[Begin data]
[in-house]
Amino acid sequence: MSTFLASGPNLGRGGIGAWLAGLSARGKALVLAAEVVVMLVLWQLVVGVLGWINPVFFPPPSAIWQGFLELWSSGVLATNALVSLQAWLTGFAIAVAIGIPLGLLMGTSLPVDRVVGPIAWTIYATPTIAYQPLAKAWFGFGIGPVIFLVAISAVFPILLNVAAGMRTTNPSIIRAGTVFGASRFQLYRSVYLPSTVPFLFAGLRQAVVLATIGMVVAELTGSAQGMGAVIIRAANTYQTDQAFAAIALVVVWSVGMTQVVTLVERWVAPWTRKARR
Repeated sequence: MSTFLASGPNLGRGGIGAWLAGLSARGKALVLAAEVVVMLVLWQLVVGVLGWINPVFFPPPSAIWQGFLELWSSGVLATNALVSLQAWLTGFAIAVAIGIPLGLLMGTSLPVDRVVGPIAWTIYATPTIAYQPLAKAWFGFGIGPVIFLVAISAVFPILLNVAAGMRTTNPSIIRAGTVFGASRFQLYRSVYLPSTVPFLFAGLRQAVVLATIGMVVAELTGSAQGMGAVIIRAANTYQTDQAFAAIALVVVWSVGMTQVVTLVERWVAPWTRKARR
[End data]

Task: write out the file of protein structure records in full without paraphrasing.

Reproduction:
[in-house]
Amino acid sequence: MSTFLASGPNLGRGGIGAWLAGLSARGKALVLAAEVVVMLVLWQLVVGVLGWINPVFFPPPSAIWQGFLELWSSGVLATNALVSLQAWLTGFAIAVAIGIPLGLLMGTSLPVDRVVGPIAWTIYATPTIAYQPLAKAWFGFGIGPVIFLVAISAVFPILLNVAAGMRTTNPSIIRAGTVFGASRFQLYRSVYLPSTVPFLFAGLRQAVVLATIGMVVAELTGSAQGMGAVIIRAANTYQTDQAFAAIALVVVWSVGMTQVVTLVERWVAPWTRKARR
Repeated sequence: MSTFLASGPNLGRGGIGAWLAGLSARGKALVLAAEVVVMLVLWQLVVGVLGWINPVFFPPPSAIWQGFLELWSSGVLATNALVSLQAWLTGFAIAVAIGIPLGLLMGTSLPVDRVVGPIAWTIYATPTIAYQPLAKAWFGFGIGPVIFLVAISAVFPILLNVAAGMRTTNPSIIRAGTVFGASRFQLYRSVYLPSTVPFLFAGLRQAVVLATIGMVVAELTGSAQGMGAVIIRAANTYQTDQAFAAIALVVVWSVGMTQVVTLVERWVAPWTRKARR